Is there a path to Canton for former Raiders coach Tom Flores?

Could Tom Flores, who won a combined four Super Bowls in his playing and coaching career, be the next Raider to make the Hall of Fame? Ronald C. Modra/Getty Images

ALAMEDA, Calif. -- The Oakland Raiders have had a Pro Football Hall of Famer enshrined in Canton in each of the past four years, from Warren Sapp in 2013 to Ray Guy in 2014 to Tim Brown and Ron Wolf in 2015 to Ken Stabler last month.

Might Tom Flores make it five years in a row? Should he?

Flores, who won two Super Bowl championships as the Raiders head coach in the 1980 and 1983 seasons and also has rings as a Raiders assistant in 1976 and a backup quarterback with the Kansas City Chiefs in 1969, was again named as one of 94 Modern-Era nominees for Hall consideration on Wednesday night.

He leads a list of candidates who wore Silver and Black, along with offensive lineman Steve Wisniewski, running back Roger Craig and defensive backs Eric Allen and Albert Lewis.

This might be the best shot in years for Flores, who turns 80 in March and is on the Raiders radio broadcast team.

Flores won a Twitter poll I posted last month in runaway fashion in which I asked which eligible former Raider should be the next to be enshrined in Canton, with Flores receiving 55 percent of the 1,417 votes. Quarterback Jim Plunkett was next with 18 percent of the vote; receiver Cliff Branch had 17 percent and cornerback Lester Hayes had 10 percent.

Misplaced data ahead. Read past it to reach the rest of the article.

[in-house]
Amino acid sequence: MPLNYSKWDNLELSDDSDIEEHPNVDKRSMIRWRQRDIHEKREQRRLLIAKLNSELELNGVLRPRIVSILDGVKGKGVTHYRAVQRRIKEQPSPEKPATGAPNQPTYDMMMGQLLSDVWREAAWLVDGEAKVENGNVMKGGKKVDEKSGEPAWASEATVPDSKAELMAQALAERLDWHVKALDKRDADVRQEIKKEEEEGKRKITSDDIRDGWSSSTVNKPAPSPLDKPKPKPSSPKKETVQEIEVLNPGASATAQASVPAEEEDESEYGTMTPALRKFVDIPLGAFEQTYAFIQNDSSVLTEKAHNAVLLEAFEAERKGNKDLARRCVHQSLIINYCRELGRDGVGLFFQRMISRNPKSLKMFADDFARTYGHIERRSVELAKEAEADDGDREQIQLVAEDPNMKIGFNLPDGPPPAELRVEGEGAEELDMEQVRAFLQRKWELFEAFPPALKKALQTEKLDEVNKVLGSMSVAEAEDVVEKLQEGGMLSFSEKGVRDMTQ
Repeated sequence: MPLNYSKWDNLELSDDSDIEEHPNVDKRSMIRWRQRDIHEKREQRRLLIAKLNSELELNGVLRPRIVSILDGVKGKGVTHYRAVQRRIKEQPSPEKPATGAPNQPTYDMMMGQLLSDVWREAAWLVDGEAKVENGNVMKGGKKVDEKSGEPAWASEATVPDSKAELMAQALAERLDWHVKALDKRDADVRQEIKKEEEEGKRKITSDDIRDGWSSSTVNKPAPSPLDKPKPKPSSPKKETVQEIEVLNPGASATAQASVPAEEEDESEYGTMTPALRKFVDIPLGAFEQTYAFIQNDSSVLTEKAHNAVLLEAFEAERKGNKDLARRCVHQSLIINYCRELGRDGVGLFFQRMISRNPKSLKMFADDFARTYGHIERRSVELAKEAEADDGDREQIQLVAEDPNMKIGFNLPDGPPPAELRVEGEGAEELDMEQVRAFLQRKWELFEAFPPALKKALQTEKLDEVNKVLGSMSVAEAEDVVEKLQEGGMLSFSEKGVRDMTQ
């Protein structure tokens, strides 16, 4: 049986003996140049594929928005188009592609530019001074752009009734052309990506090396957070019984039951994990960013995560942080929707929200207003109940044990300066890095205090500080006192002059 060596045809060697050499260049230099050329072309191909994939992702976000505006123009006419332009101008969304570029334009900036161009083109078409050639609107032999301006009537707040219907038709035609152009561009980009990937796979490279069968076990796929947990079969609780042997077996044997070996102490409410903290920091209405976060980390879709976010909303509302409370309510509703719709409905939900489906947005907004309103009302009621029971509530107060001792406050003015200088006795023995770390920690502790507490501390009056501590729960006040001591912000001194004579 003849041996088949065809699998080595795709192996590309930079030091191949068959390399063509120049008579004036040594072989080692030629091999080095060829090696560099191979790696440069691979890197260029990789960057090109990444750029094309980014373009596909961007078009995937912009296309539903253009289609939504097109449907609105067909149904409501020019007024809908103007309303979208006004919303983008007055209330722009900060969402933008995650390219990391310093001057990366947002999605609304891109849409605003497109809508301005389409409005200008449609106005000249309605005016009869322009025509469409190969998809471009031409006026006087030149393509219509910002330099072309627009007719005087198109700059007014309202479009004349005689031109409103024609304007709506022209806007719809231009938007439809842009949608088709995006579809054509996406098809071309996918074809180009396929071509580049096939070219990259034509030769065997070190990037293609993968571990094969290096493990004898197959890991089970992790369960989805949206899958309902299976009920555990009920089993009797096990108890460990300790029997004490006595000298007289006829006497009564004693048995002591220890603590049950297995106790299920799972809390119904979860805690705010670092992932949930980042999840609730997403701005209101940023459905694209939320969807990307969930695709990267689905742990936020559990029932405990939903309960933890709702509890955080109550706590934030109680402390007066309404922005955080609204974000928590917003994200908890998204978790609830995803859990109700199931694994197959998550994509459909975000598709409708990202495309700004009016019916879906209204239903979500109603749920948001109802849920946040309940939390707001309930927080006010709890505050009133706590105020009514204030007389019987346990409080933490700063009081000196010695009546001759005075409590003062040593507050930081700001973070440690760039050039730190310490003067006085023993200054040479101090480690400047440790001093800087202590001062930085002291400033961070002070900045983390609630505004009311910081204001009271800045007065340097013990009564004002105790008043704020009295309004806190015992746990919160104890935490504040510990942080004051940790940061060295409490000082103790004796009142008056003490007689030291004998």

Frankly, I was pleasantly surprised by how much support Flores received on social media, and one has to wonder if Tony Dungy being selected this past year awoke many to Flores' achievements.

Besides being the first minority head coach to win a Super Bowl, 26 years before Dungy, Flores was also the first professional Latino quarterback when he played with the Raiders in 1960.

And if you're telling the history of the purportedly inclusive NFL, can you do it without mentioning Flores?

Plus, Flores was 11-5 against Don Coryell, who was a finalist for Hall consideration last year, as a head coach and 6-0 with the Raiders vs. Don Shula, the all-time winningest coach in NFL history.

Then again, the now-48 selectors (Hall of Famer players-turned media members James Lofton, who played one season for Flores with the Raiders, and Dan Fouts, who faced Flores’ teams as a member of the San Diego Chargers, have been added to the selection committee) might suffer from Raiders fatigue when it comes to whittling the list of 94 to 25 semifinalists in November. Perhaps they're willing to wait for Charles Woodson in 2021.

Still, of any Raider currently nominated, Flores has the best case. There has been talk of Flores being moved to the contributors category, given that was also a general manager of the Seattle Seahawks. He will not be eligible to be considered by the seniors committee until 2019.

The Hall fates of Plunkett and Branch are now in the hands of the seniors committee, and Branch's candidacy was discussed before former Seattle Seahawks safety Kenny Easley was announced as the senior nominee. Former NFL commissioner Paul Tagliabue and Dallas Cowboys owner Jerry Jones are the contributor finalists.